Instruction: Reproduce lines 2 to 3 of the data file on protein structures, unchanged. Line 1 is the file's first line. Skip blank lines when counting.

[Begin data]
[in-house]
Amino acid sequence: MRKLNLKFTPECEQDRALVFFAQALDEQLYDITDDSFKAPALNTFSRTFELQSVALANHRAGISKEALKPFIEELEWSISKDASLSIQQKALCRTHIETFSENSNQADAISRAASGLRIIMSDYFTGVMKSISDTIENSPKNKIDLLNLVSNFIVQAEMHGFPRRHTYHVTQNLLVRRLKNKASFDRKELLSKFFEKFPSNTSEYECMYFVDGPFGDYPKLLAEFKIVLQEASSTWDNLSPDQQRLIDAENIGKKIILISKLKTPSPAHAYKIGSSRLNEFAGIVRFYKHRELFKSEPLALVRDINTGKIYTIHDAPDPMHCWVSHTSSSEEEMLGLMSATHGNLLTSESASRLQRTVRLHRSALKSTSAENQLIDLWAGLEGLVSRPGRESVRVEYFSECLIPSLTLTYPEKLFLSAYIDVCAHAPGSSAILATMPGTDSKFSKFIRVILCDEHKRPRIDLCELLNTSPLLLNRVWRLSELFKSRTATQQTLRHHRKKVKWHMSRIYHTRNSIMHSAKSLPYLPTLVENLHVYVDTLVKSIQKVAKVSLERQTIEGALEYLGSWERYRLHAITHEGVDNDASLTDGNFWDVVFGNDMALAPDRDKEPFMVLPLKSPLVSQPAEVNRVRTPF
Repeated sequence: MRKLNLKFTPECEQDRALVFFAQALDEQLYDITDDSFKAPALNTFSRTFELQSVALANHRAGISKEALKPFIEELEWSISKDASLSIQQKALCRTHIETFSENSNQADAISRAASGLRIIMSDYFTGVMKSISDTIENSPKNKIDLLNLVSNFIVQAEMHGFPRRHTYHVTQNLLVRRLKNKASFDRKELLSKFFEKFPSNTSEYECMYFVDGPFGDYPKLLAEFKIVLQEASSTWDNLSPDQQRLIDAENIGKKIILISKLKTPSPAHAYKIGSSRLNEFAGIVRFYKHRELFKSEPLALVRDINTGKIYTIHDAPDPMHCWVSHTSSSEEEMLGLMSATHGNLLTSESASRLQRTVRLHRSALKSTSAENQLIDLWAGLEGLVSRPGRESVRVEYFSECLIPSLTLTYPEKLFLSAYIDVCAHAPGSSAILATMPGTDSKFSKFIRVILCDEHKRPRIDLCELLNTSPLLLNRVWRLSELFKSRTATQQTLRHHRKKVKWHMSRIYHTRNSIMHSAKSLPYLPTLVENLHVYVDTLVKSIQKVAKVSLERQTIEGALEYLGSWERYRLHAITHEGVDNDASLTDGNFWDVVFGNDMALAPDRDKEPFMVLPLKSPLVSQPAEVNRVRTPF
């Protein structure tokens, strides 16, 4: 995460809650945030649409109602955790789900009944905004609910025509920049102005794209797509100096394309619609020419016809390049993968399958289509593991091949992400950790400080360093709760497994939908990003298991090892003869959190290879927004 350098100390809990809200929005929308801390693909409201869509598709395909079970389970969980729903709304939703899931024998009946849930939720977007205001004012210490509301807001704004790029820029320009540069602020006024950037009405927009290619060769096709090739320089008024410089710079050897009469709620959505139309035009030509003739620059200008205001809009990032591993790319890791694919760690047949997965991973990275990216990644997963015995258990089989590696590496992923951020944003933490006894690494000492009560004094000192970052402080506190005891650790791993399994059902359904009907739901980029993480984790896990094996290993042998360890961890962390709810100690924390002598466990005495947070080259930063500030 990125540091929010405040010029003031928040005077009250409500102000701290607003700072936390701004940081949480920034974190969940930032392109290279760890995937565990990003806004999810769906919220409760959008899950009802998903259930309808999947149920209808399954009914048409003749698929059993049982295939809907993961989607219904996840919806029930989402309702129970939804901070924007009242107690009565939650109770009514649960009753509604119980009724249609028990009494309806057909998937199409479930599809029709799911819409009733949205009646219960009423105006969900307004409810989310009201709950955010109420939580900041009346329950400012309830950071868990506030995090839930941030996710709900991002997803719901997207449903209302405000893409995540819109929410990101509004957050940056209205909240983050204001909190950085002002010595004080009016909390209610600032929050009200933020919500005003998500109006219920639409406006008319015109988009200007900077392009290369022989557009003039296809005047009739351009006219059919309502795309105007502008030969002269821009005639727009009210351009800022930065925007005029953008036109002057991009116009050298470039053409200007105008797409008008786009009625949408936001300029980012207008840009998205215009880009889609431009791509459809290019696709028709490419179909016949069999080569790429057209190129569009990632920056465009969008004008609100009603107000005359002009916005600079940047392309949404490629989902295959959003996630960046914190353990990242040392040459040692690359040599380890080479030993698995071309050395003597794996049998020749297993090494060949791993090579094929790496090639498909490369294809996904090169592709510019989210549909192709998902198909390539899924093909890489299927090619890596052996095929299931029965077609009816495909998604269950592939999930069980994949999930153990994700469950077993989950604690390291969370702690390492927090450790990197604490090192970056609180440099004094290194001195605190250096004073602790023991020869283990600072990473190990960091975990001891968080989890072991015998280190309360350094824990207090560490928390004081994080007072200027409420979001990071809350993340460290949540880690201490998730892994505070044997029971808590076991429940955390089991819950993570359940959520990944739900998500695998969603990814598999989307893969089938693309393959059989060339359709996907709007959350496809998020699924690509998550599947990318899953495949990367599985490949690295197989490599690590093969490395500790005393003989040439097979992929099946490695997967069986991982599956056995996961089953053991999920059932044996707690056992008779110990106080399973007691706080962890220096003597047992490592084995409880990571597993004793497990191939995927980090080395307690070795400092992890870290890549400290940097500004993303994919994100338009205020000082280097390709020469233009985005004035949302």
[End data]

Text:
Amino acid sequence: MRKLNLKFTPECEQDRALVFFAQALDEQLYDITDDSFKAPALNTFSRTFELQSVALANHRAGISKEALKPFIEELEWSISKDASLSIQQKALCRTHIETFSENSNQADAISRAASGLRIIMSDYFTGVMKSISDTIENSPKNKIDLLNLVSNFIVQAEMHGFPRRHTYHVTQNLLVRRLKNKASFDRKELLSKFFEKFPSNTSEYECMYFVDGPFGDYPKLLAEFKIVLQEASSTWDNLSPDQQRLIDAENIGKKIILISKLKTPSPAHAYKIGSSRLNEFAGIVRFYKHRELFKSEPLALVRDINTGKIYTIHDAPDPMHCWVSHTSSSEEEMLGLMSATHGNLLTSESASRLQRTVRLHRSALKSTSAENQLIDLWAGLEGLVSRPGRESVRVEYFSECLIPSLTLTYPEKLFLSAYIDVCAHAPGSSAILATMPGTDSKFSKFIRVILCDEHKRPRIDLCELLNTSPLLLNRVWRLSELFKSRTATQQTLRHHRKKVKWHMSRIYHTRNSIMHSAKSLPYLPTLVENLHVYVDTLVKSIQKVAKVSLERQTIEGALEYLGSWERYRLHAITHEGVDNDASLTDGNFWDVVFGNDMALAPDRDKEPFMVLPLKSPLVSQPAEVNRVRTPF
Repeated sequence: MRKLNLKFTPECEQDRALVFFAQALDEQLYDITDDSFKAPALNTFSRTFELQSVALANHRAGISKEALKPFIEELEWSISKDASLSIQQKALCRTHIETFSENSNQADAISRAASGLRIIMSDYFTGVMKSISDTIENSPKNKIDLLNLVSNFIVQAEMHGFPRRHTYHVTQNLLVRRLKNKASFDRKELLSKFFEKFPSNTSEYECMYFVDGPFGDYPKLLAEFKIVLQEASSTWDNLSPDQQRLIDAENIGKKIILISKLKTPSPAHAYKIGSSRLNEFAGIVRFYKHRELFKSEPLALVRDINTGKIYTIHDAPDPMHCWVSHTSSSEEEMLGLMSATHGNLLTSESASRLQRTVRLHRSALKSTSAENQLIDLWAGLEGLVSRPGRESVRVEYFSECLIPSLTLTYPEKLFLSAYIDVCAHAPGSSAILATMPGTDSKFSKFIRVILCDEHKRPRIDLCELLNTSPLLLNRVWRLSELFKSRTATQQTLRHHRKKVKWHMSRIYHTRNSIMHSAKSLPYLPTLVENLHVYVDTLVKSIQKVAKVSLERQTIEGALEYLGSWERYRLHAITHEGVDNDASLTDGNFWDVVFGNDMALAPDRDKEPFMVLPLKSPLVSQPAEVNRVRTPF